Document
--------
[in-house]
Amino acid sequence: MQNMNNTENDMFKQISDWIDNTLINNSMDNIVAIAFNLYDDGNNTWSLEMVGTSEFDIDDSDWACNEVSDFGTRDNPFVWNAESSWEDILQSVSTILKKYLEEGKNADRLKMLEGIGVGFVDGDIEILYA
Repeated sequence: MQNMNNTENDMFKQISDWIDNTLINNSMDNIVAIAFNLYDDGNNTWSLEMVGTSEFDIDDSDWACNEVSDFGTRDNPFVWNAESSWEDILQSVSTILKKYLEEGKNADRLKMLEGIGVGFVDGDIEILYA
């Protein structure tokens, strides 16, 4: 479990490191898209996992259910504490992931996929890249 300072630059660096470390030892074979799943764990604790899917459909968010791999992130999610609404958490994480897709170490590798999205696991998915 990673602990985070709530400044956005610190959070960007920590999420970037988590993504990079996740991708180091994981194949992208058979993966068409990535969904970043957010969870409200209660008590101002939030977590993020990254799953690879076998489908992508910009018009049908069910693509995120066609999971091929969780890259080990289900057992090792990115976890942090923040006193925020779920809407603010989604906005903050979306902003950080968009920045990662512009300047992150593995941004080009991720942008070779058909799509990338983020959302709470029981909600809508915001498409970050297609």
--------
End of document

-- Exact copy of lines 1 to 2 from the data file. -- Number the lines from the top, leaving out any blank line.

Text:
[in-house]
Amino acid sequence: MQNMNNTENDMFKQISDWIDNTLINNSMDNIVAIAFNLYDDGNNTWSLEMVGTSEFDIDDSDWACNEVSDFGTRDNPFVWNAESSWEDILQSVSTILKKYLEEGKNADRLKMLEGIGVGFVDGDIEILYA